Walk This Way!

Owning a home in the Three Springs Walkable Neighborhoods improves your investment!

Recently the Chicago Market Watch reported that homes located within walking distance of amenities such as schools, parks and shopping aren't only more convenient for their owners, often they're also worth more than homes in neighborhoods where driving is the rule, according to a new study.

The report looked at 94,000 real-estate transactions in 15 markets. In 13 of those markets, higher levels of "walkability" were directly linked to higher home values.

The report, "Walking the Walk: How Walkability Raises Housing Values in U.S. Cities," was commissioned by CEOs for Cities, a national network of urban leaders from the civic, business, academic and philanthropic sectors.

It's an important point for home-buyers who are trying to identify which homes will hold their value, said Joseph Cortright, the report's author and a senior policy adviser to CEOs for Cities. Cortright is an economist and president of Impresa, a Portland, Ore.-based consulting firm.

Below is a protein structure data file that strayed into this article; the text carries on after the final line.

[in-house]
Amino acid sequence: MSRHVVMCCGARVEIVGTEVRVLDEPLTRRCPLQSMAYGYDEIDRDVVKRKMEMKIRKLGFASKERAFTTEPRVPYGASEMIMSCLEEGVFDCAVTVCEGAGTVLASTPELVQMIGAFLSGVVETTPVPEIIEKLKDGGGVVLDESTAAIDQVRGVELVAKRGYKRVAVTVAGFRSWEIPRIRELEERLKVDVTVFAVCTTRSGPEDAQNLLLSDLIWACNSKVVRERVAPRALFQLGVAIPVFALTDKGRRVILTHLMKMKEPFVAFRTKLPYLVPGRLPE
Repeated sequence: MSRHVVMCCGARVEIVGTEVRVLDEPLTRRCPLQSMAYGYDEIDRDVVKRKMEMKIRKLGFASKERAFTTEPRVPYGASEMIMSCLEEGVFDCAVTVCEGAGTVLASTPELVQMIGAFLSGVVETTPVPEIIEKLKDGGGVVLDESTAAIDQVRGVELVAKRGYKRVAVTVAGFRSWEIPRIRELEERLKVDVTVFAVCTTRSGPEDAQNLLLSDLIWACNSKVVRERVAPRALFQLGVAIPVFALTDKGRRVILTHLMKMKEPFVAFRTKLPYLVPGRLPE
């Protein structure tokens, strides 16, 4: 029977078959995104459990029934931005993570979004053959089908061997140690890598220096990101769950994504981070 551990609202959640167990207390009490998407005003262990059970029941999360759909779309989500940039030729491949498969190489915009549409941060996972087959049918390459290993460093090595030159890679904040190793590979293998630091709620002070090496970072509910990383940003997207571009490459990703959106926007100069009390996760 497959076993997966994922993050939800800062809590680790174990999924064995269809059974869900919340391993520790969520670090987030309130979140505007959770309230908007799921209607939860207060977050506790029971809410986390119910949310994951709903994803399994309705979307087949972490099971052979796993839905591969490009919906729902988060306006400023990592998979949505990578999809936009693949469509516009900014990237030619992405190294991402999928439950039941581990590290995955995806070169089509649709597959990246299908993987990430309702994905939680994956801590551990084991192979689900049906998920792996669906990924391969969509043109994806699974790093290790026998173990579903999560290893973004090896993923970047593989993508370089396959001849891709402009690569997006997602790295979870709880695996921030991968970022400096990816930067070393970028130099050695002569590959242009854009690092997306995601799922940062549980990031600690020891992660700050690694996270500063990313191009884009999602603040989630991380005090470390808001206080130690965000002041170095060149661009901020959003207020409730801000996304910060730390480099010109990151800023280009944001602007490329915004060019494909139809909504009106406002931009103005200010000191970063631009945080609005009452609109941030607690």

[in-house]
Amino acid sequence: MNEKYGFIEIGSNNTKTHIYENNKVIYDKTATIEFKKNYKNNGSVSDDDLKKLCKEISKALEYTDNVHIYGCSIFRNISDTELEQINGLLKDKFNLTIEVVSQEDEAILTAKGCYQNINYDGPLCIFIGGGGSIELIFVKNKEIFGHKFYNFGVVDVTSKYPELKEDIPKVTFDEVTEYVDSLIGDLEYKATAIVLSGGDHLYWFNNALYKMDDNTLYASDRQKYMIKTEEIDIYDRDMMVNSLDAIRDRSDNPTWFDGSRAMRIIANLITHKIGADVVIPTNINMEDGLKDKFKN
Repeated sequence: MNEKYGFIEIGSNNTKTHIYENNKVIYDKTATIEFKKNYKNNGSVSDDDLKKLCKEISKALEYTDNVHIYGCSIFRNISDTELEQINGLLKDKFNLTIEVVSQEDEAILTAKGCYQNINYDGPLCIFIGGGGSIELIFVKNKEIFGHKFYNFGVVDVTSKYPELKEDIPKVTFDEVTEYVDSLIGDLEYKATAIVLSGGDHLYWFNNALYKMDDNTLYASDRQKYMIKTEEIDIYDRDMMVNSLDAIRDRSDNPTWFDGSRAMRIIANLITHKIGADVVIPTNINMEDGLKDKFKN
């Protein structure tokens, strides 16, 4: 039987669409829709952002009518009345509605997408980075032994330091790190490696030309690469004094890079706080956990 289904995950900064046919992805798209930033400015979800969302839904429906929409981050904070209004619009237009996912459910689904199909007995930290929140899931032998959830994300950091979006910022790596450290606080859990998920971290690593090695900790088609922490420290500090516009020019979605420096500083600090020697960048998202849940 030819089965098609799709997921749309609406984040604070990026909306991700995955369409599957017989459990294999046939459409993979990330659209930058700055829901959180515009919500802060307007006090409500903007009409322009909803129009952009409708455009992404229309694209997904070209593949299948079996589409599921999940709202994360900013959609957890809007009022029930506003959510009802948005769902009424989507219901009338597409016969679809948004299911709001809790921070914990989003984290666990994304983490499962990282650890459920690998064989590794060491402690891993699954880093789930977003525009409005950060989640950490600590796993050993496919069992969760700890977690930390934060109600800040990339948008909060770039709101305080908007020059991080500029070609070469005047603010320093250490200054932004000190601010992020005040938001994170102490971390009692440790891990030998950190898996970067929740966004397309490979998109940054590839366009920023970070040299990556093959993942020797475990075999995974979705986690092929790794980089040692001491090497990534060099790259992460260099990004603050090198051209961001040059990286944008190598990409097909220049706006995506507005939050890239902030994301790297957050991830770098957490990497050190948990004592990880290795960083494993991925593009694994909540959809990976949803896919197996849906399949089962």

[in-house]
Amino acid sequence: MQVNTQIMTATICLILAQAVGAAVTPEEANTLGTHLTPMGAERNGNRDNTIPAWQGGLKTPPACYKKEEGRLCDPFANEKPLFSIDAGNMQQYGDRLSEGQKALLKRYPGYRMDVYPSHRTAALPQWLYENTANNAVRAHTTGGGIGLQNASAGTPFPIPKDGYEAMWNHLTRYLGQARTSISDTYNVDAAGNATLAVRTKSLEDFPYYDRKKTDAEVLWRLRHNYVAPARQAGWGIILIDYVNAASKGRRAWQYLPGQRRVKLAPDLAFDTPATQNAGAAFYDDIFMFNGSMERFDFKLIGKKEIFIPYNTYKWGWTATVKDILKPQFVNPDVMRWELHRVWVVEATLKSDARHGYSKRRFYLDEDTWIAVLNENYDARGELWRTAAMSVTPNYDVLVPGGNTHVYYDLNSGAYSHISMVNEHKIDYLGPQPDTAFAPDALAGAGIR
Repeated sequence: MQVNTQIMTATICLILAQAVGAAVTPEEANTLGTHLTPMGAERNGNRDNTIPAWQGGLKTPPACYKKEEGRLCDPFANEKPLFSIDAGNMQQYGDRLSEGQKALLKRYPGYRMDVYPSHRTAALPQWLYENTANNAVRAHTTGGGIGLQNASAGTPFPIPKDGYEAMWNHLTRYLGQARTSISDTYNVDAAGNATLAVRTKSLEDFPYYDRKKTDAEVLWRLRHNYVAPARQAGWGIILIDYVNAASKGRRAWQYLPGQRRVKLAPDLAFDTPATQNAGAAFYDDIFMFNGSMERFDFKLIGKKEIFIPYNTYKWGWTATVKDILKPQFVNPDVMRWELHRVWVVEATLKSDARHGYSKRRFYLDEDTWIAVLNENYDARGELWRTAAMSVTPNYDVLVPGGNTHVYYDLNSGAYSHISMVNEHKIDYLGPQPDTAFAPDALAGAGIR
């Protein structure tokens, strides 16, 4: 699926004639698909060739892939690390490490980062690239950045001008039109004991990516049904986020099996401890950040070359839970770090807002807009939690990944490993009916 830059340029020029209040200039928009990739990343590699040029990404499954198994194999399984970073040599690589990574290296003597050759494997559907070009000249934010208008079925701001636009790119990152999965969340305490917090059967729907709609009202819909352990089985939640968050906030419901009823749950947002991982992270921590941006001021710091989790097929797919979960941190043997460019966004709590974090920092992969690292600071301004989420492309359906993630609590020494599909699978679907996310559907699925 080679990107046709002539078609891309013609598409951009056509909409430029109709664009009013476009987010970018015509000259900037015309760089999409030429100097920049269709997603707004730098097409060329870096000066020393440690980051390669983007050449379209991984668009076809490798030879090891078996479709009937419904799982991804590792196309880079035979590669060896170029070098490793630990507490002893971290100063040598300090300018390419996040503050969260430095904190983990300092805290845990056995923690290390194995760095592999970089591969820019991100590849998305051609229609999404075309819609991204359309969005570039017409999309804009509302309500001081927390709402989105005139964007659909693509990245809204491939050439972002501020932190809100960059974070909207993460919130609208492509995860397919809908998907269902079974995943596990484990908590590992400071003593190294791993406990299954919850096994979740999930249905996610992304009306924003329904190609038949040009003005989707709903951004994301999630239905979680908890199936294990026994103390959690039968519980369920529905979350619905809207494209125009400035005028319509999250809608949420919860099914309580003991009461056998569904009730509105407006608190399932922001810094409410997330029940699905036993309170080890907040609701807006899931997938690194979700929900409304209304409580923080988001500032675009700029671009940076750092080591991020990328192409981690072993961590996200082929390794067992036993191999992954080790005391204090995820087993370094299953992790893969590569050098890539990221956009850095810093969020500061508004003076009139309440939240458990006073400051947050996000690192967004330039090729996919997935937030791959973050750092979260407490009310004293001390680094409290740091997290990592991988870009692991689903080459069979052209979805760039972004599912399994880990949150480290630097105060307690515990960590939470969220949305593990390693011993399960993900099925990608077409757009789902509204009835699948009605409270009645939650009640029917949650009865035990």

Walkable places have some of the best chances of performing well in years ahead, he said.

Money talks, people walk

There are environmental and health benefits from living in a place where the car can stay parked. In promoting Walk Score, Lerner said his firm emphasizes how walking rather than driving can play a part in preventing global warming and how people who live in walkable areas weigh seven pounds less, on average, than those who don't. Places with higher Walk Scores also often have better mass transit services, according to the report.

"I don't know of any other study that has put a dollar value on walkability," he said.

While convenience does play a roll in the desirability of walkable neighborhoods, consumers still haven't forgotten the days of $4-a-gallon gas — and that scar is influencing where they want to buy a home, Lashinsky said.

"This is not about people having to live without cars." Rather, it's about giving people the option to use them less often. "They don't need to use them for every single trip, and when they do have to, they don't have to drive as far," he said.